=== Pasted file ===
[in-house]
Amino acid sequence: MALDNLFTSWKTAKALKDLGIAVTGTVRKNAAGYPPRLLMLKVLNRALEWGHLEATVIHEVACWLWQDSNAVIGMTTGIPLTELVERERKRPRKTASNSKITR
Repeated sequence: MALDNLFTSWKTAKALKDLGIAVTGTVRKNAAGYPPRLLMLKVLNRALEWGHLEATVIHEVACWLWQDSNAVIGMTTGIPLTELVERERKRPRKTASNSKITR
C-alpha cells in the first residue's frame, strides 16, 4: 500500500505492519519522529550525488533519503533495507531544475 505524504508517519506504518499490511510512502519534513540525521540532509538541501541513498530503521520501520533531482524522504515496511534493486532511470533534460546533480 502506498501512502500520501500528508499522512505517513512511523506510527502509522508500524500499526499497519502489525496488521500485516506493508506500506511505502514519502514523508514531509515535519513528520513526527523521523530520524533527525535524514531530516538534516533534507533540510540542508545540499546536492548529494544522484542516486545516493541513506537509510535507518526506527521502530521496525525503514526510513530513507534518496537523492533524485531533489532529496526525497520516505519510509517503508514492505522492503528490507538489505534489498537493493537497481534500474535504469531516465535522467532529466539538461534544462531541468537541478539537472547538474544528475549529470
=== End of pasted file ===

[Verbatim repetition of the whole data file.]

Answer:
[in-house]
Amino acid sequence: MALDNLFTSWKTAKALKDLGIAVTGTVRKNAAGYPPRLLMLKVLNRALEWGHLEATVIHEVACWLWQDSNAVIGMTTGIPLTELVERERKRPRKTASNSKITR
Repeated sequence: MALDNLFTSWKTAKALKDLGIAVTGTVRKNAAGYPPRLLMLKVLNRALEWGHLEATVIHEVACWLWQDSNAVIGMTTGIPLTELVERERKRPRKTASNSKITR
C-alpha cells in the first residue's frame, strides 16, 4: 500500500505492519519522529550525488533519503533495507531544475 505524504508517519506504518499490511510512502519534513540525521540532509538541501541513498530503521520501520533531482524522504515496511534493486532511470533534460546533480 502506498501512502500520501500528508499522512505517513512511523506510527502509522508500524500499526499497519502489525496488521500485516506493508506500506511505502514519502514523508514531509515535519513528520513526527523521523530520524533527525535524514531530516538534516533534507533540510540542508545540499546536492548529494544522484542516486545516493541513506537509510535507518526506527521502530521496525525503514526510513530513507534518496537523492533524485531533489532529496526525497520516505519510509517503508514492505522492503528490507538489505534489498537493493537497481534500474535504469531516465535522467532529466539538461534544462531541468537541478539537472547538474544528475549529470